Ask the patient. This is Rafael and Francesco’s sensible suggestion . Yes, you can explain to the patient that you would like to use OCF techniques, explain that you have seen this type of treatment work very well, that there are not many trials conclusively showing it works, that if it does work we don’t know exactly how yet, but that they can try it and decide for themselves. It’s UP TO THEM. Yes, this is actually the very essence of a patient-centred approach and is totally in line with the principles of EBM (specifically the third principle expounded by Sackett et al in the BMJ in 1996.) This is how to practise OCF, be evidence-informed, have happy, empowered patients, and sleep easily at night.
5 thoughts on “How to be an evidence-based cranial osteopath”
Very well said!
Hi Penny … I tried google translate. Not such much. But here’s the funny thing about this. There is evidence to be had that lightly touching someone on the head in various different ways will have an effect. It is not direct evidence, it has to be extrapolated from the science (neurology and psychology for the most part), and the effect is, compared to what is claimed of cranial treatment, quite modest.
The question then, when trying to establish an evidence base, is what are we attempting to establish an evidence base for?
You ask about using a technique that you are “… sure is highly effective and not harmful for that patient…” My question for this relates to my question above – What is this technique highly effective for?
The crux of the problem with CST and evidence is that the whole thing is based on, not just extraordinary claims of a complex mechanism that can’t be shown to either exist or have clinical relevance, but extraordinary claims of effect on complex conditions that absolutely can’t be shown in the trials that have been attempted.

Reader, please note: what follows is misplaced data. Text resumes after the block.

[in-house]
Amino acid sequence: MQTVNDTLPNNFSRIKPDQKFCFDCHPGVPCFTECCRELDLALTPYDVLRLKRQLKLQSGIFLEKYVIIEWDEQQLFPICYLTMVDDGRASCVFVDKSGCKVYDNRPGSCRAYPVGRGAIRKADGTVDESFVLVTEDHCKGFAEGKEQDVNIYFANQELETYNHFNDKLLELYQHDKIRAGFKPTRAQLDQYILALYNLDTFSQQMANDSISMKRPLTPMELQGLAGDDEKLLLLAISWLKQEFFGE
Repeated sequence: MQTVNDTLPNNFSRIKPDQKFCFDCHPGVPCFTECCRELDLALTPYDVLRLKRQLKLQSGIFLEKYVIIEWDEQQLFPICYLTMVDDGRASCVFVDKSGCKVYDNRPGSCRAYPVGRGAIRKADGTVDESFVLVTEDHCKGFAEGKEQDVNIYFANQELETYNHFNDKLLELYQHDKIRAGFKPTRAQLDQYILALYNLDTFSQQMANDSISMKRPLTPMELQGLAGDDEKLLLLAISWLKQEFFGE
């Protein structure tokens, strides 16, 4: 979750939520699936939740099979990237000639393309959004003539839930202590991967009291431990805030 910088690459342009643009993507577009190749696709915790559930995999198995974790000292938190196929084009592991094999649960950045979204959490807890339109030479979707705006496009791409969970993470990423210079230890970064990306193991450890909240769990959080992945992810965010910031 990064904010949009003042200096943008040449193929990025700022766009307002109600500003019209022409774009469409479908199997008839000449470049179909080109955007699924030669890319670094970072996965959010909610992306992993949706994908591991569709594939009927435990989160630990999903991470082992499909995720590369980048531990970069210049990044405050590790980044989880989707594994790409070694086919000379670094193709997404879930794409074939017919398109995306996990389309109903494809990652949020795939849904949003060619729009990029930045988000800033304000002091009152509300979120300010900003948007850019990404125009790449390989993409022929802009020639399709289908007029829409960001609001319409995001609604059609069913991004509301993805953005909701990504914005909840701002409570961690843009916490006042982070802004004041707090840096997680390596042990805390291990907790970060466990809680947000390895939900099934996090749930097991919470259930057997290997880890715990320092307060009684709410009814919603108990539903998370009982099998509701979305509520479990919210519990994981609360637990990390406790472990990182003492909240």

Cranial as a technique or series of techniques does not have to be relegated to the dustbin, but it also cannot continue to exist in the past, based on hypothesis that have since inception been shown to be wrong – or wrong enough that four of the five elements of PRM from osteopathy in the cranial field can’t be established. It’s time to move on from looking for research to support an (incorrect) answer we already have, and begin to ask some questions for which we might actually be able to find a ‘more likely to be occurring’ answer.
Hi Monica.. Thanks for the comment. Yes I agree pretty much with what you say. Sorry it’s taken me so long to reply. As an aside, the way I, and most osteopaths I know, practise cranial is not especially by touching the head, although it seems to be how most of us begin. Sometimes it’s hardly about touching at al. It is very much a whole body/person treatment, so there is a chance we are talking slightly at cross purposes about what we are doing, (which, let’s face it, is part of the problem when we talk about “cranial”. What are we really talking about, is it that distinct from things like functional, and is everyone even doing the same thing?) And yes I agree that we have to stop regarding it as some sort of miracle cure for everything from cerebral palsy to frozen shoulder to depression, and discuss and evaluate more what is happening when we treat like this, and for which conditions or patients might it be helpful.
Hi Penny, don’t believe everything you read – the French Physio study was deeply flawed. Take a look at the response to this editorial in the March 2017 edition of IJOM for a fuller discussion about this tricky topic.
LikeLiked by 1 person
Thanks Mary. I have been meaning to get round to reading the French study via some kind of google translate service, but will take a look at that editorial for sure. Thanks for directing me to it.
LikeLiked by 1 person